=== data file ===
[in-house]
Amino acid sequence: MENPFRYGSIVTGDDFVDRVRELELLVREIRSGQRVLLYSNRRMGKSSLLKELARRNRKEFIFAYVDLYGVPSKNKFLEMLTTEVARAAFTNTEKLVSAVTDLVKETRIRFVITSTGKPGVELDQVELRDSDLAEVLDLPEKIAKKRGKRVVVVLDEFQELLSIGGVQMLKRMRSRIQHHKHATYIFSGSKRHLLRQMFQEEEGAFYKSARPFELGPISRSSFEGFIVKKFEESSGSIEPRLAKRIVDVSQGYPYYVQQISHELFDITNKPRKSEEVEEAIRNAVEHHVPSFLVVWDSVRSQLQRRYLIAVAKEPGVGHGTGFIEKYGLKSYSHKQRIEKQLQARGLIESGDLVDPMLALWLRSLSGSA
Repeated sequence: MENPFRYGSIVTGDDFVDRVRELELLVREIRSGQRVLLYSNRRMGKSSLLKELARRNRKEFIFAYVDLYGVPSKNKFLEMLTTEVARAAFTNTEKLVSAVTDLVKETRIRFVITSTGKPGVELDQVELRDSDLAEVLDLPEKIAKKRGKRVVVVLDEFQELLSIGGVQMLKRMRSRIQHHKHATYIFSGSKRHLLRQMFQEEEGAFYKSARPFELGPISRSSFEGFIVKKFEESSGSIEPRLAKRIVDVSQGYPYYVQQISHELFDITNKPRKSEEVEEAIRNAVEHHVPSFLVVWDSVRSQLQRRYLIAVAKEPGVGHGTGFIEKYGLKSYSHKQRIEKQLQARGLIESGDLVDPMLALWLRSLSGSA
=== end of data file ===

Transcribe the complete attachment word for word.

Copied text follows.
[in-house]
Amino acid sequence: MENPFRYGSIVTGDDFVDRVRELELLVREIRSGQRVLLYSNRRMGKSSLLKELARRNRKEFIFAYVDLYGVPSKNKFLEMLTTEVARAAFTNTEKLVSAVTDLVKETRIRFVITSTGKPGVELDQVELRDSDLAEVLDLPEKIAKKRGKRVVVVLDEFQELLSIGGVQMLKRMRSRIQHHKHATYIFSGSKRHLLRQMFQEEEGAFYKSARPFELGPISRSSFEGFIVKKFEESSGSIEPRLAKRIVDVSQGYPYYVQQISHELFDITNKPRKSEEVEEAIRNAVEHHVPSFLVVWDSVRSQLQRRYLIAVAKEPGVGHGTGFIEKYGLKSYSHKQRIEKQLQARGLIESGDLVDPMLALWLRSLSGSA
Repeated sequence: MENPFRYGSIVTGDDFVDRVRELELLVREIRSGQRVLLYSNRRMGKSSLLKELARRNRKEFIFAYVDLYGVPSKNKFLEMLTTEVARAAFTNTEKLVSAVTDLVKETRIRFVITSTGKPGVELDQVELRDSDLAEVLDLPEKIAKKRGKRVVVVLDEFQELLSIGGVQMLKRMRSRIQHHKHATYIFSGSKRHLLRQMFQEEEGAFYKSARPFELGPISRSSFEGFIVKKFEESSGSIEPRLAKRIVDVSQGYPYYVQQISHELFDITNKPRKSEEVEEAIRNAVEHHVPSFLVVWDSVRSQLQRRYLIAVAKEPGVGHGTGFIEKYGLKSYSHKQRIEKQLQARGLIESGDLVDPMLALWLRSLSGSA